Certainly, the accelerated pace of changes in the use of space initiated by rapidly changing technology, not to mention Black Swan events like we just experienced, forces landlords to take a hard look at their standard lease terms, including covenants and use provisions. At the same time, tenants are likely seeking more flexibility in lease terms, expansion or downsizes, and the ability to modify space.
This also creates challenges on the investment side. Shorter term leases, more termination rights, and other similar requests diminish the stability of income and negatively impact value, creating serious problems for institutional investors who prefer stable assets with long-term leases and credit tenants.
We’ve seen a preview of this with WeWork and other shared space concepts. Tenant balance sheets will likely become more important as market changes can force a credit company into bankruptcy in a short period of time (á la Regal and AMC). Another result could be more conservative lending as financial institutions will want owners to make higher-percentage equity contributions.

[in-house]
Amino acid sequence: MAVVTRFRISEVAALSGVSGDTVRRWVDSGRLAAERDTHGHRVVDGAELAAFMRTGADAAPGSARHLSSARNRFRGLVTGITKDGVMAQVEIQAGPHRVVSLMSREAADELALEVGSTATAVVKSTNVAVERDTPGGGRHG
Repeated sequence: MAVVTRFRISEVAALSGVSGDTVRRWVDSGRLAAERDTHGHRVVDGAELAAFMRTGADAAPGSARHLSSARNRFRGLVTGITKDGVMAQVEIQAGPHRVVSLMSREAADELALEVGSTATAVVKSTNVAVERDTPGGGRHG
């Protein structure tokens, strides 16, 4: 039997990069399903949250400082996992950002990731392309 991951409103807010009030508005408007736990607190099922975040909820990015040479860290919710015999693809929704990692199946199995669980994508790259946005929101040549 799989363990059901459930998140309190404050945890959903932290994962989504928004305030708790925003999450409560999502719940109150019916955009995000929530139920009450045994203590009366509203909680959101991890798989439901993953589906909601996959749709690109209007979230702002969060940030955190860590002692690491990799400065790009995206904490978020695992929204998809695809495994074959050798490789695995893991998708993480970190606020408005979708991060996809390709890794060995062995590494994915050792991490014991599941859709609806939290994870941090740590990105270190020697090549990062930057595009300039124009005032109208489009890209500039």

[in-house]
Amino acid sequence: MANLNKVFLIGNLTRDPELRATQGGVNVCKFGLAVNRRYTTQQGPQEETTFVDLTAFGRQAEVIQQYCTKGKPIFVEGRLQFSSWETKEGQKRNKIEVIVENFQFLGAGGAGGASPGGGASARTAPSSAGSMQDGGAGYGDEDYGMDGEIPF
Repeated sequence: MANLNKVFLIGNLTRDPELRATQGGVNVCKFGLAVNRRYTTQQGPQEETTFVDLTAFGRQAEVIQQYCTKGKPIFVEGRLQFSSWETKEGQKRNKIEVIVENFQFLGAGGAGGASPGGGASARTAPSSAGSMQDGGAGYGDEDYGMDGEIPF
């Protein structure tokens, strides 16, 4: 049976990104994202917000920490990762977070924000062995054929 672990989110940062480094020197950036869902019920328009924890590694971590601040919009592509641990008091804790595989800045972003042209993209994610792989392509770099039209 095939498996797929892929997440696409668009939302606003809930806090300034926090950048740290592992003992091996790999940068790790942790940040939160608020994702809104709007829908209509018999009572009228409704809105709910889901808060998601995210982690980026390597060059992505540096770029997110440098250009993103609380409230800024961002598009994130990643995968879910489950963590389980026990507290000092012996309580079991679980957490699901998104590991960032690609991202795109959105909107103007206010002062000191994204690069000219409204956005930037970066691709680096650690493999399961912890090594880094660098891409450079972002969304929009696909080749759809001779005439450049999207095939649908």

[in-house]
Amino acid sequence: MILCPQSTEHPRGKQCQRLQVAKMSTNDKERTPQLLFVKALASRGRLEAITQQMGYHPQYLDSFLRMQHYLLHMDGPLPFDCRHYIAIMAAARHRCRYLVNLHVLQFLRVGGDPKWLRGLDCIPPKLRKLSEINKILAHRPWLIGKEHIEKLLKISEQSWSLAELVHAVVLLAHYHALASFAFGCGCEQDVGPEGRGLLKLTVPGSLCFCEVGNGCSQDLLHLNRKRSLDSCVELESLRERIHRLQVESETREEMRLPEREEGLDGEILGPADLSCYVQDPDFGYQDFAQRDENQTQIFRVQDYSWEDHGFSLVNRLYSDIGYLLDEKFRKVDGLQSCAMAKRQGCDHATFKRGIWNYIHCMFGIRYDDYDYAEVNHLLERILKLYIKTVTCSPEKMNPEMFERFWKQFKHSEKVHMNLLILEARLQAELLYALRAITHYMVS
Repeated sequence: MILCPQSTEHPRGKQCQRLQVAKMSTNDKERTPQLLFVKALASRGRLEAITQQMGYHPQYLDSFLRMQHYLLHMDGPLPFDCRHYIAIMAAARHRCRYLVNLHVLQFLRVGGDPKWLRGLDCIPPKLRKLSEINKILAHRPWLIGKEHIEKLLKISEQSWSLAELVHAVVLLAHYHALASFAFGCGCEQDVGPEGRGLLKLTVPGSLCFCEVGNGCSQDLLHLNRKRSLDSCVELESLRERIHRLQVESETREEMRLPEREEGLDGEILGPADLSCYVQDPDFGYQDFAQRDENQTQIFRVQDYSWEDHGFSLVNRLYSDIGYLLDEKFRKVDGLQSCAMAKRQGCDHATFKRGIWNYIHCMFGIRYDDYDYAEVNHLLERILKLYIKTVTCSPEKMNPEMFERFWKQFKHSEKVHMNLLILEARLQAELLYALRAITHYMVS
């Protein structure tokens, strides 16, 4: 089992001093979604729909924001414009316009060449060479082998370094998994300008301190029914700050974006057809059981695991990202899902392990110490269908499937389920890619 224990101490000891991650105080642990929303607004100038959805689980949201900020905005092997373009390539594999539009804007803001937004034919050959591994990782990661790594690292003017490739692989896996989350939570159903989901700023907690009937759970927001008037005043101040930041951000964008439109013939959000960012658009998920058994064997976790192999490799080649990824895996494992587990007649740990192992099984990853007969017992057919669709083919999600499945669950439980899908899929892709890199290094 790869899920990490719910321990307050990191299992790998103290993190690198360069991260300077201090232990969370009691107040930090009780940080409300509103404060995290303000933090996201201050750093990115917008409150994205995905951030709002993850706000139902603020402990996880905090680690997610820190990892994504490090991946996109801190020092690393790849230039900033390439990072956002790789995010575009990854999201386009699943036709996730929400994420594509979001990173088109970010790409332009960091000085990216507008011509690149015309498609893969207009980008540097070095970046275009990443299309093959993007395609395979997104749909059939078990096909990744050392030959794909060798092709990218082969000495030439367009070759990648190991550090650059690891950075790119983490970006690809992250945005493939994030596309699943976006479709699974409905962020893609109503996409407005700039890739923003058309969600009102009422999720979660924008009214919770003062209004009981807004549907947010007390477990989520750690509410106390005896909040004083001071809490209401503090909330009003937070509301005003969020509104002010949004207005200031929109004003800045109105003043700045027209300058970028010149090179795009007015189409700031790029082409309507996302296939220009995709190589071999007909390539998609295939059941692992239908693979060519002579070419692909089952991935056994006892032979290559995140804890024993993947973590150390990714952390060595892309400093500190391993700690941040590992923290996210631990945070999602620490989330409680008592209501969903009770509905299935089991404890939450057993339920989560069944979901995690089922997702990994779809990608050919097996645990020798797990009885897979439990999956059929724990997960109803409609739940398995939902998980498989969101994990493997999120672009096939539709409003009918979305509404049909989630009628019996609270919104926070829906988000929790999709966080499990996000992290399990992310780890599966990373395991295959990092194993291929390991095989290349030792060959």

Overall, I think this is more than just a financial crisis impacting supply and demand, that will eventually recover. The confluence of technological changes and the pandemic will result in fundamental changes to all property types and how spaces are leased as well as accelerate obsolescence of many properties.
I expect there will be many seminars (I mean webinars) on this topic. Good of Abe to raise these issues.